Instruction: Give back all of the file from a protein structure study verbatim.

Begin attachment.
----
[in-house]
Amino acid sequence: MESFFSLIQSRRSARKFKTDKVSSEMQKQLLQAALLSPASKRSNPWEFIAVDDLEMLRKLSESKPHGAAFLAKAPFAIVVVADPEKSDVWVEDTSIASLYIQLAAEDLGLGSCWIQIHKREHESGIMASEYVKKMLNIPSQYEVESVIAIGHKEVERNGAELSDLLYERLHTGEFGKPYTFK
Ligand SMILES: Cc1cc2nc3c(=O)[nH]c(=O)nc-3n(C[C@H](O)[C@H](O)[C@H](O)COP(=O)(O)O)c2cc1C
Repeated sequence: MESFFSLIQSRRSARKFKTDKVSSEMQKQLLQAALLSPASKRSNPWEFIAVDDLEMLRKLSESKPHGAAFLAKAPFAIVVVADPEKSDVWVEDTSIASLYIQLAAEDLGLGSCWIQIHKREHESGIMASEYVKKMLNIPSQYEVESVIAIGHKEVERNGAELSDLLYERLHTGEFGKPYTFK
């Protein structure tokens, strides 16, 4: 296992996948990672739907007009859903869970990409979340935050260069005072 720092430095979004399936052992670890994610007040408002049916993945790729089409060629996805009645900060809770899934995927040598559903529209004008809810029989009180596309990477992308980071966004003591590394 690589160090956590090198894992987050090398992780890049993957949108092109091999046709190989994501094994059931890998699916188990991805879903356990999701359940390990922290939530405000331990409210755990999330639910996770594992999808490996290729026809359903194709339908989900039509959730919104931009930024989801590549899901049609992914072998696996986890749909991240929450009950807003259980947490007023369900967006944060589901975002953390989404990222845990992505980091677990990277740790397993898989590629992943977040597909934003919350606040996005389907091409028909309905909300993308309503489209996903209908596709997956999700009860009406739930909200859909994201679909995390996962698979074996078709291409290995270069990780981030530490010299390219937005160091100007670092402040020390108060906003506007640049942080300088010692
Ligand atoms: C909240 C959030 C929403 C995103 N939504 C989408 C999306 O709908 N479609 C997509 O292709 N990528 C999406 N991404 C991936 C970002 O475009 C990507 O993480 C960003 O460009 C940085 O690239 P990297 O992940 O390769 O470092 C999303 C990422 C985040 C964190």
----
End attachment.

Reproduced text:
[in-house]
Amino acid sequence: MESFFSLIQSRRSARKFKTDKVSSEMQKQLLQAALLSPASKRSNPWEFIAVDDLEMLRKLSESKPHGAAFLAKAPFAIVVVADPEKSDVWVEDTSIASLYIQLAAEDLGLGSCWIQIHKREHESGIMASEYVKKMLNIPSQYEVESVIAIGHKEVERNGAELSDLLYERLHTGEFGKPYTFK
Ligand SMILES: Cc1cc2nc3c(=O)[nH]c(=O)nc-3n(C[C@H](O)[C@H](O)[C@H](O)COP(=O)(O)O)c2cc1C
Repeated sequence: MESFFSLIQSRRSARKFKTDKVSSEMQKQLLQAALLSPASKRSNPWEFIAVDDLEMLRKLSESKPHGAAFLAKAPFAIVVVADPEKSDVWVEDTSIASLYIQLAAEDLGLGSCWIQIHKREHESGIMASEYVKKMLNIPSQYEVESVIAIGHKEVERNGAELSDLLYERLHTGEFGKPYTFK
């Protein structure tokens, strides 16, 4: 296992996948990672739907007009859903869970990409979340935050260069005072 720092430095979004399936052992670890994610007040408002049916993945790729089409060629996805009645900060809770899934995927040598559903529209004008809810029989009180596309990477992308980071966004003591590394 690589160090956590090198894992987050090398992780890049993957949108092109091999046709190989994501094994059931890998699916188990991805879903356990999701359940390990922290939530405000331990409210755990999330639910996770594992999808490996290729026809359903194709339908989900039509959730919104931009930024989801590549899901049609992914072998696996986890749909991240929450009950807003259980947490007023369900967006944060589901975002953390989404990222845990992505980091677990990277740790397993898989590629992943977040597909934003919350606040996005389907091409028909309905909300993308309503489209996903209908596709997956999700009860009406739930909200859909994201679909995390996962698979074996078709291409290995270069990780981030530490010299390219937005160091100007670092402040020390108060906003506007640049942080300088010692
Ligand atoms: C909240 C959030 C929403 C995103 N939504 C989408 C999306 O709908 N479609 C997509 O292709 N990528 C999406 N991404 C991936 C970002 O475009 C990507 O993480 C960003 O460009 C940085 O690239 P990297 O992940 O390769 O470092 C999303 C990422 C985040 C964190």